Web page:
Remembrance blood drive on October 1
A blood drive was held at the Las Vegas Convention Center on the one year anniversary of the Oct. 1 shooting. (Mat Luschek/Las Vegas Review-Journal)
Remembrance Lights memorial unveiled at St. Rose hospital
A dedication ceremony was held at St. Rose to unveil a memorial and to read the names of those who died on October 1, a year ago. (Mat Luschek/Las Vegas Review-Journal)
1October Blood Drive Remembrance Wall
(Mat Luschek/Las Vegas Review-Journal)
1October Blood Drive
Vitalent hosts a blood drive at the Las Vegas Convention Center on Monday, Oct. 1, 2018, the first anniversary of the Las Vegas shootings. (Mat Luschek/Las Vegas Review-Journal)
1October sunrise remembrance ceremony in Las Vegas
Myanda Smith, sister of Las Vegas shooting victim Neysa Tonks, speaks at the sunrise remembrance ceremony at the Clark County Government Center in downtown Las Vegas, Monday, Oct. 1, 2018. (Chitose Suzuki/Las Vegas Review-Journal)
‪Gov. Brian Sandoval speaks to crowd at Oct. 1 sunrise remembrance ceremony ‬
‪Nevada Gov. Brian Sandoval speaks to the crowd at the Oct. 1 sunrise remembrance ceremony ‬at the Clark County Government Center in downtown Las Vegas, Monday, Oct. 1, 2018. (Michael Quine/Las Vegas Review-Journal)
Father of Route 91 Harvest festival shooting victim talks about college scholarship in his daughter's memory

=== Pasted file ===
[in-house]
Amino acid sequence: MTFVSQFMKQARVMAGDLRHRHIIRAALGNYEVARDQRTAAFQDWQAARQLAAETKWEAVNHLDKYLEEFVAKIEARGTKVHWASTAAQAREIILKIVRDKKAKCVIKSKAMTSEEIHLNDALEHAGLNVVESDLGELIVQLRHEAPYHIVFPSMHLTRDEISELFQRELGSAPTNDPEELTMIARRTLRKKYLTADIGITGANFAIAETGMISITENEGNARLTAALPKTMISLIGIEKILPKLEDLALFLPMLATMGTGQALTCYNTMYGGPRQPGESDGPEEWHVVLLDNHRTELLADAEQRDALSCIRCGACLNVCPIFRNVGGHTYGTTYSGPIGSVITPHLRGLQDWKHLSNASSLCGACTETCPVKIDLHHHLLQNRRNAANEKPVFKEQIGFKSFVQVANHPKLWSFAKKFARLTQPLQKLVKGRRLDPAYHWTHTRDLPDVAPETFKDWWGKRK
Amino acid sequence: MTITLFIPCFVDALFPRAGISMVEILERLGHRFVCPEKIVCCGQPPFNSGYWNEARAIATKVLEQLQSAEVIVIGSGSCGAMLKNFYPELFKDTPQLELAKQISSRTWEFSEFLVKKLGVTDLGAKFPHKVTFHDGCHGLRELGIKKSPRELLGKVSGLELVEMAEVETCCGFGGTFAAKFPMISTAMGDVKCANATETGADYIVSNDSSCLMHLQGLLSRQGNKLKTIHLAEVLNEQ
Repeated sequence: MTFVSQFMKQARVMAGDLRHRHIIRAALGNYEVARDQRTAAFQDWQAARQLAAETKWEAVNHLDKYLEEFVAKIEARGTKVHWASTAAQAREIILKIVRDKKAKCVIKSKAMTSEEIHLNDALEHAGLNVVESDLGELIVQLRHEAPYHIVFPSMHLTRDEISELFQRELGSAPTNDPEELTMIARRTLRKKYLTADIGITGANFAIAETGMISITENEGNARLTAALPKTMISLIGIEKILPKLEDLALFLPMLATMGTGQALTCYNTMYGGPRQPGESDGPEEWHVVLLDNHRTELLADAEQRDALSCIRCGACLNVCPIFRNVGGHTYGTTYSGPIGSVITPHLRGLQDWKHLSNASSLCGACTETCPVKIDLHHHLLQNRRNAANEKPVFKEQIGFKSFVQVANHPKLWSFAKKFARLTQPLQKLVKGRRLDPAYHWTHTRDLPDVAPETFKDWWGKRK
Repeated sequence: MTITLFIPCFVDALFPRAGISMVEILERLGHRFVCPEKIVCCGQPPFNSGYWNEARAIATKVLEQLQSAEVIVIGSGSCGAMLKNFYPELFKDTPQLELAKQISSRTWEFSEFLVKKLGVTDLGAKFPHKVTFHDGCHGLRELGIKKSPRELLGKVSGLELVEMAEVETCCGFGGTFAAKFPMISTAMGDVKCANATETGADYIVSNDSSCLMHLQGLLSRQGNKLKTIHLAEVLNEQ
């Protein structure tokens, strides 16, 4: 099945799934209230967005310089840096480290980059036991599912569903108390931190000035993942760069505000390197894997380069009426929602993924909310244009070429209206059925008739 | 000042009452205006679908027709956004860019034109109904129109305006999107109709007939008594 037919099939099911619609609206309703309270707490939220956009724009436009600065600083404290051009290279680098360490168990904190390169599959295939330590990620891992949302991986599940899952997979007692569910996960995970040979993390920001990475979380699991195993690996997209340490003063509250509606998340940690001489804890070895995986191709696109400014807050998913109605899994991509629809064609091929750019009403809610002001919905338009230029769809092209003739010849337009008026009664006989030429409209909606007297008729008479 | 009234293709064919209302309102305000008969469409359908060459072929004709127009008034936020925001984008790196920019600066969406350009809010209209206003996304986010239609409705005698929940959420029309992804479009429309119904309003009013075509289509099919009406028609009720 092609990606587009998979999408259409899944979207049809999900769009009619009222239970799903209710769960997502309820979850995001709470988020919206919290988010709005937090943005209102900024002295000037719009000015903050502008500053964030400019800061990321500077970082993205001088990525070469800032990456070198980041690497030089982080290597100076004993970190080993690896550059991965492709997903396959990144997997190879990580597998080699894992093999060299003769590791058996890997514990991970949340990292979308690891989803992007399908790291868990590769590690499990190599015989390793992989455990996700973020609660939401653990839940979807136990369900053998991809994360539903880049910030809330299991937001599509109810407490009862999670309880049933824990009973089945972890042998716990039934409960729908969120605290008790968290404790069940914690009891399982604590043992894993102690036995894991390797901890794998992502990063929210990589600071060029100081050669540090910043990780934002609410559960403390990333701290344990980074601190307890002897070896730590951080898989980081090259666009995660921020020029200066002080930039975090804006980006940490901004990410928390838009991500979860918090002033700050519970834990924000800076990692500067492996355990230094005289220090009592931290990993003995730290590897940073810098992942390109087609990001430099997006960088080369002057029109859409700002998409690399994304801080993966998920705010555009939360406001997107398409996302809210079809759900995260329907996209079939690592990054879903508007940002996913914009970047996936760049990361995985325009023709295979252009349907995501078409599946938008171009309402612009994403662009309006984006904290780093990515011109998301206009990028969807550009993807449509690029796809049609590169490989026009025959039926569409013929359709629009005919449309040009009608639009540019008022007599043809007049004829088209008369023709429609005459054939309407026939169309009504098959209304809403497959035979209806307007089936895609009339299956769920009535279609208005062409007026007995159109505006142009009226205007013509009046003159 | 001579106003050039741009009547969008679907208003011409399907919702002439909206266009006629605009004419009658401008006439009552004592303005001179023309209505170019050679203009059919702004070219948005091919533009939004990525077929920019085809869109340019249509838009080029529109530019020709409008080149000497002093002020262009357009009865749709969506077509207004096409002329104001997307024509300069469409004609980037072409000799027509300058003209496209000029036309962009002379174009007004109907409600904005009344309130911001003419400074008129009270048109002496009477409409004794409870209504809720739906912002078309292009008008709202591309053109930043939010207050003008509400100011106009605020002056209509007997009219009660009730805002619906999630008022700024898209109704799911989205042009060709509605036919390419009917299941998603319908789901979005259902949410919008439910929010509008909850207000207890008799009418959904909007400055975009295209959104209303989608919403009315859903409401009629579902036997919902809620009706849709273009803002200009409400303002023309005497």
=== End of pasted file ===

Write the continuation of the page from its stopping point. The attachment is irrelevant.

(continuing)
Chris Davis, father of a Route 91 Harvest festival shooting victim, Neysa Tonks, talks about a college scholarship in his daughter's memory to assist the children of those who died in the shooting. (Bizuayehu Tesfaye/Las Vegas Review-Journal) @bizutesfaye
Oct. 1 survivor Malinda Baldridge talks about life after the shooting
Malinda Baldridge of Reno attended the Route 91 Harvest festival with her daughter, Breanna, 17, and was shot twice in the leg when the gunman fired on the crowd.
Route 91 survivor talks about lack of progress in gun legislation
Heather Gooze, a Route 91 survivor, talks about lack of progress in gun legislation since the Oct 1. (Bizuayehu Tesfaye/Las Vegas/Review-Journal) @reviewjournal
Review held in death of man after encounter with Las Vegas police
The mother of Tashii Brown, who died after an encounter with Las Vegas police on the Strip, not satisfied after public review of evidence. (K.M. Cannon/Las Vegas Review-Journal)
Clark County Museum opening "How We Mourned: Selected Artifacts from the October 1 Memorials"
The Clark County Museum is opening an exhibit "How We Mourned: Selected Artifacts from the October 1 Memorials" of items left to honor the victims killed in the Route 91 Harvest festival shooting. (Bizuayehu Tesfaye/Las Vegas Review-Journal) @bizutesfaye
Memorial service for former RJ lawyer Mark Hinueber
Mark Hinueber, the Review-Journal's former lawyer and defender of the First Amendment, died in Las Vegas on Aug. 23. Hinueber, who was 66, worked at the RJ and other newspapers for 42 years. On Saturday, his friends and family gathered for a memorial service.
Army veteran honored in Henderson event
Army Sgt. Adam Poppenhouse was honored by fellow veterans in an event hosted by a One Hero at a Time at the Henderson Events Center.
Michelle Obama and Keegan-Michael Key urge Nevadans to vote